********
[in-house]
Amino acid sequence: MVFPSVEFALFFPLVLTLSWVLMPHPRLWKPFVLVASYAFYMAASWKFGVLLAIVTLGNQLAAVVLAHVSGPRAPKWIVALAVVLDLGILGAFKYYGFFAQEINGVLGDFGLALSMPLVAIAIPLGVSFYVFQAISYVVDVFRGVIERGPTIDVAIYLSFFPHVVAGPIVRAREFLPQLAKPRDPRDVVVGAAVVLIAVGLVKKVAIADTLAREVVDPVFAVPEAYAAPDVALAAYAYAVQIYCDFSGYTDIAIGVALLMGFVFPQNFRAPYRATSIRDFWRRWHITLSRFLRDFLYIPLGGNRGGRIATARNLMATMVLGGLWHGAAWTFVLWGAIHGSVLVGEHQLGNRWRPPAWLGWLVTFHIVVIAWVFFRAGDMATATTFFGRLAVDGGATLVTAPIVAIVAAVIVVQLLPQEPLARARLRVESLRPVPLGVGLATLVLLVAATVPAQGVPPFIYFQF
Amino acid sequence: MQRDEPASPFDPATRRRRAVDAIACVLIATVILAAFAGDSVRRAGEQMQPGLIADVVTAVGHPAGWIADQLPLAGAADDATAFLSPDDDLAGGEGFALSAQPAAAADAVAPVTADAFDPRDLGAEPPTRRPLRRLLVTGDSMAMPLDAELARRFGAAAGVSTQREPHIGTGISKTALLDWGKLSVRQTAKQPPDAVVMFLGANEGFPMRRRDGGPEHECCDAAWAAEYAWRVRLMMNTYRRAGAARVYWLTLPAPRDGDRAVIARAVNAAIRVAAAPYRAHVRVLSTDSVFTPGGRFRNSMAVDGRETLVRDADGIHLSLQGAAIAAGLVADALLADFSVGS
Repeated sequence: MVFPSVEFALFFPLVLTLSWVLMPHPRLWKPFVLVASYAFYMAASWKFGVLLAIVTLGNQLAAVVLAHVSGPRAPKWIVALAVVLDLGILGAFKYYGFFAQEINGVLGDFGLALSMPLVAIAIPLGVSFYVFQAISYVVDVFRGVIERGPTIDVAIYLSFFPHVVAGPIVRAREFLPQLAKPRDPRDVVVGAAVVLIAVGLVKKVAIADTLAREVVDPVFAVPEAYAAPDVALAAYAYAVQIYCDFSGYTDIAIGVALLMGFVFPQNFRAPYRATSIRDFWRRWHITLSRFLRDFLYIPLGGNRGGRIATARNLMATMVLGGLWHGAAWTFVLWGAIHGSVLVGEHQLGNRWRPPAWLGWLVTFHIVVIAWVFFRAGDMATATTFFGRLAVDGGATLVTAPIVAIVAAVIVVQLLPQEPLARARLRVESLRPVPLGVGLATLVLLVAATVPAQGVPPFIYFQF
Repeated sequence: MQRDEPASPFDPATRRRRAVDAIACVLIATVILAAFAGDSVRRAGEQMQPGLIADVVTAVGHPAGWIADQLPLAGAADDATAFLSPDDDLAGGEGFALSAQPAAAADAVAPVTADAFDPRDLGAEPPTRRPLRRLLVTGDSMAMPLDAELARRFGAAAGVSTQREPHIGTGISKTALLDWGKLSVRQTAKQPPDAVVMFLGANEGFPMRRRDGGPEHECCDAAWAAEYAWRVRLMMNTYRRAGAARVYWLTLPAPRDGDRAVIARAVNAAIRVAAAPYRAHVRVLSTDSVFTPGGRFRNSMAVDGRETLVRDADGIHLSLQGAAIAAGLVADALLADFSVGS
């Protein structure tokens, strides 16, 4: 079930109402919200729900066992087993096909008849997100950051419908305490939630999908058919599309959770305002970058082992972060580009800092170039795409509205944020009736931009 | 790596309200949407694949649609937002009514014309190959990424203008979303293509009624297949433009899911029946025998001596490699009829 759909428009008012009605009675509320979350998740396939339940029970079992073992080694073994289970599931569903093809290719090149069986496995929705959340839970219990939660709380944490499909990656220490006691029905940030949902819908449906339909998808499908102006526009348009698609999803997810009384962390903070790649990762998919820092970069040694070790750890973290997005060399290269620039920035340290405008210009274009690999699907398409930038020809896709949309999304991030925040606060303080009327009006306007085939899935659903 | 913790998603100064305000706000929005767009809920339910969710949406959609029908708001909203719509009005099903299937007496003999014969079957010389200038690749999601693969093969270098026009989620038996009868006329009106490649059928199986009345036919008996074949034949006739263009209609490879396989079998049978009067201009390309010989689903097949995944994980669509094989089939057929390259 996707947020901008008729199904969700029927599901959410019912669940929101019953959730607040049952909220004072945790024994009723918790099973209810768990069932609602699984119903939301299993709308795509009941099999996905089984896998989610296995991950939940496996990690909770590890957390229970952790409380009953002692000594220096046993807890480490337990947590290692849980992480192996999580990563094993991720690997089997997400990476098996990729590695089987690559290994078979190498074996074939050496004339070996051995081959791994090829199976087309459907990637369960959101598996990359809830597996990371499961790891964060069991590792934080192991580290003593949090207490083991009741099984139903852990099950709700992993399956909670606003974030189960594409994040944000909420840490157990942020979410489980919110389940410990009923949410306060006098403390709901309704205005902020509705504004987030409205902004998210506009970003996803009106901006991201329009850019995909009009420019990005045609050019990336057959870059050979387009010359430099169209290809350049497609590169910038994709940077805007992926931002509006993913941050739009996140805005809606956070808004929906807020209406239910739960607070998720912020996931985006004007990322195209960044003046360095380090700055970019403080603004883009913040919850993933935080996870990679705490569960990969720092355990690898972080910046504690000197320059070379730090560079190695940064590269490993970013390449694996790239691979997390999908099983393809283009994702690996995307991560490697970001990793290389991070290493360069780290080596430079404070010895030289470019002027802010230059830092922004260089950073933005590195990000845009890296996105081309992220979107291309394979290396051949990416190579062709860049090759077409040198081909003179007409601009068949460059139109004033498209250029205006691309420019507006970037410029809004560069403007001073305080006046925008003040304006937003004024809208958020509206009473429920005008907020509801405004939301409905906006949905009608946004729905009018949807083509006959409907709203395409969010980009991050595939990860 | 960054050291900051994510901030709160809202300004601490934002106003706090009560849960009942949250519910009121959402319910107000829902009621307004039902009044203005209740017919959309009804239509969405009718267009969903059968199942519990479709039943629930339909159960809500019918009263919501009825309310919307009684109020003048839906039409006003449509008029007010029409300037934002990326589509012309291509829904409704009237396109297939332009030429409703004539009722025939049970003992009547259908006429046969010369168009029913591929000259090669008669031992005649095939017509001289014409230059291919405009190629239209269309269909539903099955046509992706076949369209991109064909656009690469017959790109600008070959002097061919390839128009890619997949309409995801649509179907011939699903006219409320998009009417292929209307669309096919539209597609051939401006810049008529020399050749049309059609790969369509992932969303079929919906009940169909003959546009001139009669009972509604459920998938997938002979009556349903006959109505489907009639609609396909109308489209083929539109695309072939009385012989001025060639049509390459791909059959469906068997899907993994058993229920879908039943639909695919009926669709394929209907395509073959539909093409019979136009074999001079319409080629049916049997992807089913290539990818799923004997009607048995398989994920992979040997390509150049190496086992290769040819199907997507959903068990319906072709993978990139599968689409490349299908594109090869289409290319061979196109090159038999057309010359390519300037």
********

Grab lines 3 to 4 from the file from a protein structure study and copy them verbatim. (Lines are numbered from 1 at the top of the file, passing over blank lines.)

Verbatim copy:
Amino acid sequence: MQRDEPASPFDPATRRRRAVDAIACVLIATVILAAFAGDSVRRAGEQMQPGLIADVVTAVGHPAGWIADQLPLAGAADDATAFLSPDDDLAGGEGFALSAQPAAAADAVAPVTADAFDPRDLGAEPPTRRPLRRLLVTGDSMAMPLDAELARRFGAAAGVSTQREPHIGTGISKTALLDWGKLSVRQTAKQPPDAVVMFLGANEGFPMRRRDGGPEHECCDAAWAAEYAWRVRLMMNTYRRAGAARVYWLTLPAPRDGDRAVIARAVNAAIRVAAAPYRAHVRVLSTDSVFTPGGRFRNSMAVDGRETLVRDADGIHLSLQGAAIAAGLVADALLADFSVGS
Repeated sequence: MVFPSVEFALFFPLVLTLSWVLMPHPRLWKPFVLVASYAFYMAASWKFGVLLAIVTLGNQLAAVVLAHVSGPRAPKWIVALAVVLDLGILGAFKYYGFFAQEINGVLGDFGLALSMPLVAIAIPLGVSFYVFQAISYVVDVFRGVIERGPTIDVAIYLSFFPHVVAGPIVRAREFLPQLAKPRDPRDVVVGAAVVLIAVGLVKKVAIADTLAREVVDPVFAVPEAYAAPDVALAAYAYAVQIYCDFSGYTDIAIGVALLMGFVFPQNFRAPYRATSIRDFWRRWHITLSRFLRDFLYIPLGGNRGGRIATARNLMATMVLGGLWHGAAWTFVLWGAIHGSVLVGEHQLGNRWRPPAWLGWLVTFHIVVIAWVFFRAGDMATATTFFGRLAVDGGATLVTAPIVAIVAAVIVVQLLPQEPLARARLRVESLRPVPLGVGLATLVLLVAATVPAQGVPPFIYFQF